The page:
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Tetracycline Repressor Complex

Amy Goshe '09 and Sasha Minium '09


I. Introduction

There exist countless antibiotics with many target different regions in bacterial cells.  Click here for a sample of the target sites (1).  For example, tetracycline (tc) binds to the 30S ribosomal subunit and inhibits protein synthesis by preventing peptide chain elongation.  Click here to see a tetracycline molecule.

However, bacterial resistance to antibiotic agents has risen to chaotic levels.  Resistance ensues through chromosomal mutation or by the exchange of DNA.  This DNA exchange can occur through conjugative plasmids or through transposons, which can enter either plasmids or chromosomes.  Resistance to tc in Escherichia coli is carried on the transposon Tn10 contained in a plasmid (2).

The main mechanism of resistance to tc in gram-negative bacteria is the efflux of the drug from the cell (3).  In resistant cells, the Tetracycline repressor protein (TetR) binds to the tetO operator sequence for the tetR and tetA genes.  The operator overlaps the promoters for these genes, thus transcription is inhibited when the repressor protein is bound.  When it diffuses into the cell, tc chelates the divalent magnesium cation to form the biologically active [MgTc]+ complex.  Then
[MgTc]+ binds to TetR, inducing an allosteric conformational change in the repressor protein that releases it from DNA.  This event allows for transcription of tetR and tetA genes, which code for the TetR protein and the TetA antiporter membrane protein, respectively.  The TetA protein couples the export of [MgTc]+ from the cell with the import of H+.  TetA is not usually synthesized since it hinders electrical potential maintenance of the cellular membrane.  The rise of TetA and TetR in the cell quickly decreases cytoplasmic levels of tc, thus restoring repression of the tetA and tetR genes.

The key to this resistance mechanism is the high affinity of
[MgTc]+ for TetR.  The association constant of [MgTc]+ binding to TetR is ~109 M-1, but that for [MgTc]+ binding to the ribosome is ~106 M-1 (3).  Furthermore, the affinity of TetR for tetO is reduced by 9 orders of magnitude upon binding of [MgTc]+ to the protein, making the TetR-tetO transcriptional regulation system extremely efficient (3).  This ensures that TetR and TetA proteins can be synthesized before tc concentration raise to levels that inhibit protein synthesis.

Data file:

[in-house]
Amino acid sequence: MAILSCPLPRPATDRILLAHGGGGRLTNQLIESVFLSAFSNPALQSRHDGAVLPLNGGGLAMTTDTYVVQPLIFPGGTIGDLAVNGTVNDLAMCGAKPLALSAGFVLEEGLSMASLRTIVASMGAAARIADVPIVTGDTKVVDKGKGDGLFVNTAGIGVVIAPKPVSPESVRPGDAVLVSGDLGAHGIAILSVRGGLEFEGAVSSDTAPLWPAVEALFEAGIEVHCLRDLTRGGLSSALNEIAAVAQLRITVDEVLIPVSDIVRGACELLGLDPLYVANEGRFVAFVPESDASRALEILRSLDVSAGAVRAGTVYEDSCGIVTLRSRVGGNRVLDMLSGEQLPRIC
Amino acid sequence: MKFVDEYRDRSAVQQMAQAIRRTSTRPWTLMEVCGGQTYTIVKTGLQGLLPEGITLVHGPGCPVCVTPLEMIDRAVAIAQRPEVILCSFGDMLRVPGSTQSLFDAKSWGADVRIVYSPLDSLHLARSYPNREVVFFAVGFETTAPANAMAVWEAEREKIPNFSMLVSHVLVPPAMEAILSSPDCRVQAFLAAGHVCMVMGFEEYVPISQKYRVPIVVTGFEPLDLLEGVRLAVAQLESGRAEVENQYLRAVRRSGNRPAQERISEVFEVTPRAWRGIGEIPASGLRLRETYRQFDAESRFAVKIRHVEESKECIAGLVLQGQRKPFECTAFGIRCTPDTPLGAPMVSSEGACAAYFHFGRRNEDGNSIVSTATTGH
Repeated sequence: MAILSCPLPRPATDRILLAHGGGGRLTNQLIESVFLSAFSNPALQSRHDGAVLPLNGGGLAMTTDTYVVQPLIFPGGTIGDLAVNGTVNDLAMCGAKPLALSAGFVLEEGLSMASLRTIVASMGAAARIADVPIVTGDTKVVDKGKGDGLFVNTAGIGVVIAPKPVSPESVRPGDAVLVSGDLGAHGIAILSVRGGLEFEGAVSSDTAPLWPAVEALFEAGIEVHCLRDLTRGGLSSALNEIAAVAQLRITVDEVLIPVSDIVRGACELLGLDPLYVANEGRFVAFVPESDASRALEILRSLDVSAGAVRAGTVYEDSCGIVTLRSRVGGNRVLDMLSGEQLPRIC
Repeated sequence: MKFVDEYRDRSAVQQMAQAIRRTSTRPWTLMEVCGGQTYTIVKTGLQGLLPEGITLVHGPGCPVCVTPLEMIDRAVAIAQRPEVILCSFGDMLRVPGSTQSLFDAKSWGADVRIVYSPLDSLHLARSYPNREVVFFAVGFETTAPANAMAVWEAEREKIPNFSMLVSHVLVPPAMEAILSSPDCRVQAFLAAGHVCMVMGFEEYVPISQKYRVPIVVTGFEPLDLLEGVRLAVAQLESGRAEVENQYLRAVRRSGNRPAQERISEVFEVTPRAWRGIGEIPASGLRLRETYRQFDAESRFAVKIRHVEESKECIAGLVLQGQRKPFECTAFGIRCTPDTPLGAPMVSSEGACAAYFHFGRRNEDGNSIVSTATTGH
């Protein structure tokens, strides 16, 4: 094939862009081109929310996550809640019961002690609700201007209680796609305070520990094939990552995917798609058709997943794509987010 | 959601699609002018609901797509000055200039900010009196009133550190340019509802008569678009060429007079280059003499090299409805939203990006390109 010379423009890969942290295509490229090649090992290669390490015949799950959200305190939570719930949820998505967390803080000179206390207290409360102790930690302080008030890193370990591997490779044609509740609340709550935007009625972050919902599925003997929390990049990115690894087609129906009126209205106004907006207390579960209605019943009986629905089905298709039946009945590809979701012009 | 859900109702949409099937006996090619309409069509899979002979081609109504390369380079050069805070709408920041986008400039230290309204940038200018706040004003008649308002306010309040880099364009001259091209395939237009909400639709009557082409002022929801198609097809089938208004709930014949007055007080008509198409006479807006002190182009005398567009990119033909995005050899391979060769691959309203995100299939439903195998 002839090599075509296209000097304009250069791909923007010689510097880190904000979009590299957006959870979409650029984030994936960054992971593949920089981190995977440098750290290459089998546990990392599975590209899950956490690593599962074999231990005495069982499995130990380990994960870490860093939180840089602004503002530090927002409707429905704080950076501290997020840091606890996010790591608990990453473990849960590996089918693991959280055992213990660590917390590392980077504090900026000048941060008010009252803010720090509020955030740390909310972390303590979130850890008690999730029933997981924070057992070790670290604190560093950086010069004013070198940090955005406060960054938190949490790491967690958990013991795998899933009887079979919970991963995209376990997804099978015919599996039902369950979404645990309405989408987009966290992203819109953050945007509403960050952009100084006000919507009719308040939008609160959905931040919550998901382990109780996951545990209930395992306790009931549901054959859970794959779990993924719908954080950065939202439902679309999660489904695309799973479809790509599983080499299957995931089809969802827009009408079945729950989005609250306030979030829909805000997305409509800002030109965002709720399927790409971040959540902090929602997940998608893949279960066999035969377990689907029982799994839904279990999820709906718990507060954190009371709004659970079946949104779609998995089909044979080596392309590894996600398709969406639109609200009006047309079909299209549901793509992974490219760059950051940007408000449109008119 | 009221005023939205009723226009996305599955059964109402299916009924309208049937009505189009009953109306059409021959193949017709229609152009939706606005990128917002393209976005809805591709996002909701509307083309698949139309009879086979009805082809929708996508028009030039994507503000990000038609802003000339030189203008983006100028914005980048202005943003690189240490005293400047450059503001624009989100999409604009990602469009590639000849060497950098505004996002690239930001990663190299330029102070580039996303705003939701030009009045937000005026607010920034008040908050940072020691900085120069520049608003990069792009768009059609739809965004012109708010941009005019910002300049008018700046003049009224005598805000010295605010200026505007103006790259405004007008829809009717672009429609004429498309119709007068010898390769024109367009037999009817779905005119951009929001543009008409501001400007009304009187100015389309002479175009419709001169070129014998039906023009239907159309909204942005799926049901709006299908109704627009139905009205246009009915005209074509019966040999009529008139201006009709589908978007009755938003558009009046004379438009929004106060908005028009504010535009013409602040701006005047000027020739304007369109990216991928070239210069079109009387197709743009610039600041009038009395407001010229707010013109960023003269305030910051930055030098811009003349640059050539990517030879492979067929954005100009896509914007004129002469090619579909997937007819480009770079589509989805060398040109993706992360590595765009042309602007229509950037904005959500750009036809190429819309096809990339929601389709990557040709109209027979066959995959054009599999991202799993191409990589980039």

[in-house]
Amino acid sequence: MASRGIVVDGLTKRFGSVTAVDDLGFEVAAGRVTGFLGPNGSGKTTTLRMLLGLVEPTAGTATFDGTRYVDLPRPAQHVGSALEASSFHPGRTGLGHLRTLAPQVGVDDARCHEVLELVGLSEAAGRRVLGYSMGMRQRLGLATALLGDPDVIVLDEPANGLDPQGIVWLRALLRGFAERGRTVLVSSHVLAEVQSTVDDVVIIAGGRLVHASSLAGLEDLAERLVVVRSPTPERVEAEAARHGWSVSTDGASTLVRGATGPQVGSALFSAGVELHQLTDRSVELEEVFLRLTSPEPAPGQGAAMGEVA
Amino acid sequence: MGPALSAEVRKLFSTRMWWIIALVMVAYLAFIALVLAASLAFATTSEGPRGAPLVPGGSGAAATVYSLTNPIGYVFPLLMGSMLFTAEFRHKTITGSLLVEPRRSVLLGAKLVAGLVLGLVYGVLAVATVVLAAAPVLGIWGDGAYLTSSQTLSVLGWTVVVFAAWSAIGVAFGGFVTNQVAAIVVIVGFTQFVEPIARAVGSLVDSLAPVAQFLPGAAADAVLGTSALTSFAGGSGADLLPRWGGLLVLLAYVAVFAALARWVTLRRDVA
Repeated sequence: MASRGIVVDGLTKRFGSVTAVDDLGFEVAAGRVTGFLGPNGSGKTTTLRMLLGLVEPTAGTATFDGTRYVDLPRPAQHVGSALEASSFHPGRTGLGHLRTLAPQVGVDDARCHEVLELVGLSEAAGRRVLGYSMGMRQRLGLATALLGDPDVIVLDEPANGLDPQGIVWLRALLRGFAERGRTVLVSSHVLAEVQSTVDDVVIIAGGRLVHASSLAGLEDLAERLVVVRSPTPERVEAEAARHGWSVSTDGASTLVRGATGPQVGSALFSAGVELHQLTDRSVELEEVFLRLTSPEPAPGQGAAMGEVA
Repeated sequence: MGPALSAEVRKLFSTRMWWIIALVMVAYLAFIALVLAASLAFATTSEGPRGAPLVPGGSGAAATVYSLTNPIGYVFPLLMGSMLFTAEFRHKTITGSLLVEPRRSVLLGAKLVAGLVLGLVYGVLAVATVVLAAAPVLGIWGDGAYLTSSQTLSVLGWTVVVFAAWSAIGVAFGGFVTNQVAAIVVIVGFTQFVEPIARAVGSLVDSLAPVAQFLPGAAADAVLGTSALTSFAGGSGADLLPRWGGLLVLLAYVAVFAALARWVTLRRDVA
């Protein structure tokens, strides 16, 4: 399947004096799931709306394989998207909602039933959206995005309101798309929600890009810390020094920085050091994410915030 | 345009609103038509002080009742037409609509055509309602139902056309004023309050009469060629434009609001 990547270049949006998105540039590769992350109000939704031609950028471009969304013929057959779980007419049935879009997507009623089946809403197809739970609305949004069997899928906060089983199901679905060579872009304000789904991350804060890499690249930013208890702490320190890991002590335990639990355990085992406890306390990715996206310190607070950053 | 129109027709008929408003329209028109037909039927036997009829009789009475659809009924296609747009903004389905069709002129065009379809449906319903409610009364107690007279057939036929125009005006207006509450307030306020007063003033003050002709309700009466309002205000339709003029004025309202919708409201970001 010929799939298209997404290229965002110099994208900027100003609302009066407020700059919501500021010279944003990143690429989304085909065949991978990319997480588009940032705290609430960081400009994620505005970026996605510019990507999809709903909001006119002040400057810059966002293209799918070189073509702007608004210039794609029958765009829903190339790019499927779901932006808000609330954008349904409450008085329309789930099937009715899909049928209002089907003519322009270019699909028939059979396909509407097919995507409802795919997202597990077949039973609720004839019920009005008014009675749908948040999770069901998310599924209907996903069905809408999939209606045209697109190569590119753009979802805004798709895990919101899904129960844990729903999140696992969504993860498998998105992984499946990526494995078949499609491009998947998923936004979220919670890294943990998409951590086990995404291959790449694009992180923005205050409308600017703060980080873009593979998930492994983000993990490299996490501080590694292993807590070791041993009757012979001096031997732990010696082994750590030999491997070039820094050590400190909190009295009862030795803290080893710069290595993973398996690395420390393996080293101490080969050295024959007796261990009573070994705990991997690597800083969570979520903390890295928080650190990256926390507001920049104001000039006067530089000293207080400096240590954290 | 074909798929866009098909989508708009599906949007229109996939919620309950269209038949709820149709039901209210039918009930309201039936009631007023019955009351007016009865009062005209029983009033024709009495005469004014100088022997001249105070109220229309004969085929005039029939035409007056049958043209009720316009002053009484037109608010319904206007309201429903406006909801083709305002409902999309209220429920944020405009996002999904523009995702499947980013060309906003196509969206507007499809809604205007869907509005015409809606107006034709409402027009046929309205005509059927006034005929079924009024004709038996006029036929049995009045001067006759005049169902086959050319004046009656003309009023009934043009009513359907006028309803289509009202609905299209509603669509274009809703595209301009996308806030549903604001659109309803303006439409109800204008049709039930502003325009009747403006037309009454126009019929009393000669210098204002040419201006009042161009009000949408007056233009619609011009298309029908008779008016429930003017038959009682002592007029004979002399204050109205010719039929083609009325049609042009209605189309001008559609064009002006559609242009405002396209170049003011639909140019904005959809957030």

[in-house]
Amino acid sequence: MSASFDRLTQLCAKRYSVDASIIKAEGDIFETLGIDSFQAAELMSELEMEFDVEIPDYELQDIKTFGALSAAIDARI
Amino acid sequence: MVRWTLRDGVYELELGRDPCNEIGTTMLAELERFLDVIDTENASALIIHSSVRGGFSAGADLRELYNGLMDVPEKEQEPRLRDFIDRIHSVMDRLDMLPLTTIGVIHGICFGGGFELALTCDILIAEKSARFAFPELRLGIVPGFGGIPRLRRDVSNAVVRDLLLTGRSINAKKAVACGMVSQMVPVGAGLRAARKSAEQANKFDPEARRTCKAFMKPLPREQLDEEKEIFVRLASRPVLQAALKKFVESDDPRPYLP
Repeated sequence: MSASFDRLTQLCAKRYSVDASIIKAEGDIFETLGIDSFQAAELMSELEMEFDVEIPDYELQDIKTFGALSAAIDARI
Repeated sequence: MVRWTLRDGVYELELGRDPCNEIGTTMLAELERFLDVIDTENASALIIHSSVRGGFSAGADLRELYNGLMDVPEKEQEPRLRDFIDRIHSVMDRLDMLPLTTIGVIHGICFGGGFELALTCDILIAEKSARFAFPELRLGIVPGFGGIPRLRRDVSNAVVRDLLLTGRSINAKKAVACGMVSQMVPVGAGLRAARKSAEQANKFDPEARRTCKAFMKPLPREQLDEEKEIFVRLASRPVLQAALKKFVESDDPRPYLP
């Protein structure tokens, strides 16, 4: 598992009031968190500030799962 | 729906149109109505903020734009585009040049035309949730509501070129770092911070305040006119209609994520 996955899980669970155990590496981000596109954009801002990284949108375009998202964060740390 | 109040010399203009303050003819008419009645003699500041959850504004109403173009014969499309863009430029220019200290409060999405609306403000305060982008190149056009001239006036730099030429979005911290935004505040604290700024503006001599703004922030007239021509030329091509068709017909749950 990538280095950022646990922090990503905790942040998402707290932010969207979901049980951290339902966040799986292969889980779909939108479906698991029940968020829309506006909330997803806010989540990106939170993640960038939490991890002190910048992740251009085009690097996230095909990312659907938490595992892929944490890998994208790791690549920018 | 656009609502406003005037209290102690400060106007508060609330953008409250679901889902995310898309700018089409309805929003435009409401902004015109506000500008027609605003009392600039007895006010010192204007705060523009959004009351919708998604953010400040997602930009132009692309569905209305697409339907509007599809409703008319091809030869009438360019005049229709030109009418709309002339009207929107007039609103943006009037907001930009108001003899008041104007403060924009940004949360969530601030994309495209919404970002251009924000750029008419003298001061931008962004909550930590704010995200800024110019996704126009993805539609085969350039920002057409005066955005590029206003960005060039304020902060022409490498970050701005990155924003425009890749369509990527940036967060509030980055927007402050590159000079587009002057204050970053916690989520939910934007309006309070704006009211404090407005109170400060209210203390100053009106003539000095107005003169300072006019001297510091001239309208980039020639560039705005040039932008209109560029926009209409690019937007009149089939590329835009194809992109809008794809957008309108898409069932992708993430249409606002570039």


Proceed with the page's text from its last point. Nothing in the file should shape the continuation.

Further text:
In the 1950s and 1960s, tc was abundantly distributed in the United States (2).  It was a desirable antibiotic due to its low toxicity, broad spectrum of activity, and relatively cheap production.  The spread of tc resistance in pathogenic bacteria limits the current clinical use of tc.  While the glycyclines have been synthesized and approved by the FDA as a second generation tc (4), fighting antibacterial resistance remains an ongoing battle.

II. General Structure

Microbial transcription factors tend to contain two domains:  a regulatory domain and a DNA-binding domain.  Approximately 95% of prokaryotic transcription factors bind DNA by adopting a helix-turn-helix (HTH) motif (5).  The TetR protein exists in bacteria as a homodimer with twofold symmetry.   The protein consists of mainly alpha-helical structure, with each monomer containing 10 alpha helices, labeled α1- α10.  The N-terminal helices α1- α3 form the DNA-binding domain while α5- α10 form the regulatory, signal-receiving domain.  These two domains are connected by the linker helix α4.

Within the DNA-binding domain, α2 and α3 form a HTH motif.  The HTH selectively binds the two adjacent major grooves that form the tetO operator.  This sequence has internal palindromic symmetry with a central base pair. Click here to see a diagram of the operator.

The dimerization surface between the two monomers is formed by the helices α7 to α10.  The core portion of the regulatory domain is formed by a four-helix bundle:  anitparallel helices α8 and α10 intersect at an ~80˚ angle with α'8 and α'10.

The regulatory domain can be divided into a rigid scaffold subdomain and a conformational change subdomain, depending on whether the region undergoes a change in conformation upon tc binding.  

III. Operator Sequence Binding

The major groove of the tetO is selectively recognized by TetR by both sequence-specific and sequence-independent interactions.

The recognition helix, α3, of the HTH motif, lies perpendicular to the longitudinal axis of the operator DNA and parallel to the major groove.  This helix docking has an almost perfect orentation.  In addition, α3 is the main contributor in sequence-specific recognition of tetO.  All members of the helix (which include Gln 38, Pro 39, Thr 40, Leu 41, Tyr 42, Trp 43, and His 44) aid in this recognition except for Leu 41.   Instead of binding to DNA, Leu 41 interacts with nearby hydrophobic residues to stabilize the HTH motif.

Hydrophobic bonding plays a significant role in operator binding.  Residues Trp 43, His 44Thr 40Tyr 42Pro 39 contribute enthalpically favorable van der Waals contacts with the DNA double helix.  Since water forms ordered structures around hyrophobic molecules, the exclusion of water from the DNA-protein interface results in a favorable increase in entropy.  Therefore, hyrdophobic bonding between the protein and operator is exergonic.  

Sequence-specific hydrogen bonds are also important.  Gln 38 hydrogen bonds with an adenine residueThr 40 directly contacts a thymine and a cytosine residue, Pro 39 interacts with a A-T base pair, along with another thymine residue, and Arg 28 hydrogen bonds with the guanine residue in the +2 position.